And he did cartoons. Sent off batches of them to the London Evening Standard – “and for good measure to everyone else – Nursing Times, History Today, whatever was on the news rack”. And, back in the mid-90s, to Private Eye, for which he’d already written jokes. “There’s my first payment,” he says and brings up the £25 invoice on-screen. “Signed by the wonderfully named Dave Cash.” He addressed the cartoons to the editor, Ian Hislop.
“Jessica and I were putting up some Ikea shelving and the phone rang and it was Ian. He said: ‘I’ve got your cartoons here and I think they’re very funny and I think we’ll start running them in the New Year.’ And I’ve been doing them more or less ever since.”
They’re satirical, on the ball about fads and trends, but also gently wistful, as he is himself, when he gives himself a chance. Being so versatile and diverse isn’t necessarily a good thing, he says. “People who get on in life are very single-minded and focused. But I’m multiple-minded. People get confused about what I do, because I do so many different things.”
He also gets wistful about his TV comedy-writing life in London, from where the Barfields and their two children moved to Yorkshire two years ago. “There was a writers’ corridor in the building where we worked; ‘the coalface of comedy’. There were people who had worked on the tail-end of The Goon Show. It was a magical time.”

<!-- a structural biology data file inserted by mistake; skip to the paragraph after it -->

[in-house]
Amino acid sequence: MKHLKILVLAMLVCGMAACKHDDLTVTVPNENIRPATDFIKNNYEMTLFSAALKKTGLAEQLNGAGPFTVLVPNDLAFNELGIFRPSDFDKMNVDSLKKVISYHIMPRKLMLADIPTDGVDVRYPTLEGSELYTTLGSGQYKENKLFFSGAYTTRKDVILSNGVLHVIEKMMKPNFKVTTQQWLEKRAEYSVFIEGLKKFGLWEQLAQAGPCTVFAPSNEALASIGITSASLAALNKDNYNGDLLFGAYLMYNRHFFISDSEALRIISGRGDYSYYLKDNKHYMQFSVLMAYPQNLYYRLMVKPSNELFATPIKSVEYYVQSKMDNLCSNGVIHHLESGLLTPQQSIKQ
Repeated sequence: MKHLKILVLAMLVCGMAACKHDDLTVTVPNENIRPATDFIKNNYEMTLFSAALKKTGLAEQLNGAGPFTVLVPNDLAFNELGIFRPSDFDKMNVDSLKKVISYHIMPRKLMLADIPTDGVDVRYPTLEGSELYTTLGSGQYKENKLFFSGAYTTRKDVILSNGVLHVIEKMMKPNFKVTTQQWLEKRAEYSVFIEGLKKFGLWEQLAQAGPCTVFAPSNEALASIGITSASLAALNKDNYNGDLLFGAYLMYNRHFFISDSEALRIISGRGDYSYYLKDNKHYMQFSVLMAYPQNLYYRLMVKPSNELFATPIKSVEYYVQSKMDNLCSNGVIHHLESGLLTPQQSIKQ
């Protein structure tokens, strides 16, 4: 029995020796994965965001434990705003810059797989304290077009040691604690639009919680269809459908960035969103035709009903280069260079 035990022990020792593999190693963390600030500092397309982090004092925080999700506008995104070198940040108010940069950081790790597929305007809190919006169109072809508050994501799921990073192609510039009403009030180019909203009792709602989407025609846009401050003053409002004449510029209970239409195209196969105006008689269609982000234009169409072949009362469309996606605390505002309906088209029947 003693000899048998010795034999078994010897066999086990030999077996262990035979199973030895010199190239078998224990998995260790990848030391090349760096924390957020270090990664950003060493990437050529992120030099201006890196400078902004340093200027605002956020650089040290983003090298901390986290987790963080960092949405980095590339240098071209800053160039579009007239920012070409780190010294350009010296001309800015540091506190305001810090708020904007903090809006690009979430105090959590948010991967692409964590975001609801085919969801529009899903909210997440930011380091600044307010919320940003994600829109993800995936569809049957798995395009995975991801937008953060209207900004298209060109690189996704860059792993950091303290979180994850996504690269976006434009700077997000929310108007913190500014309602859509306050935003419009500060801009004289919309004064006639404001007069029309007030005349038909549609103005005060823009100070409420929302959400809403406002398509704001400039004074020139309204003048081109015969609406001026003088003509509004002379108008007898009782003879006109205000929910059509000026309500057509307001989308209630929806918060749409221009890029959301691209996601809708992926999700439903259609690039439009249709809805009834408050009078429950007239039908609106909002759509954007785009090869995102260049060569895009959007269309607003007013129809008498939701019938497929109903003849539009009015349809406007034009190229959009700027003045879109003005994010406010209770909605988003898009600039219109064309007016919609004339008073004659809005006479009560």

Briefly, because we’re running out of time before my train home, he has set up a website called Wonkipedia, “a very silly reference site for kids” with himself as Wonkmaster General. And – well, have a look on his website, www.mikebarfield.co.uk.
“I’d like you to present me as a Renaissance man,” he says, “and if you could mention my one-man show in Helperby Millennium Hall on November 4... I’ve got the small hall. There’s badminton in the big hall, a regular Friday night feature. Tickets on 01423 360364.”
And then, with the train alarmingly imminent, he can’t find his car keys to take me back to Thirsk station, but he does, and we rush out to the car. There’s no time to clunt – “to walk in a heavy-footed manner”. Apparently.
Apparently exhibition is at City Screen Picturehouse Gallery, Coney Street, York, until November 5. Viewable daily between 11am and 10.30pm.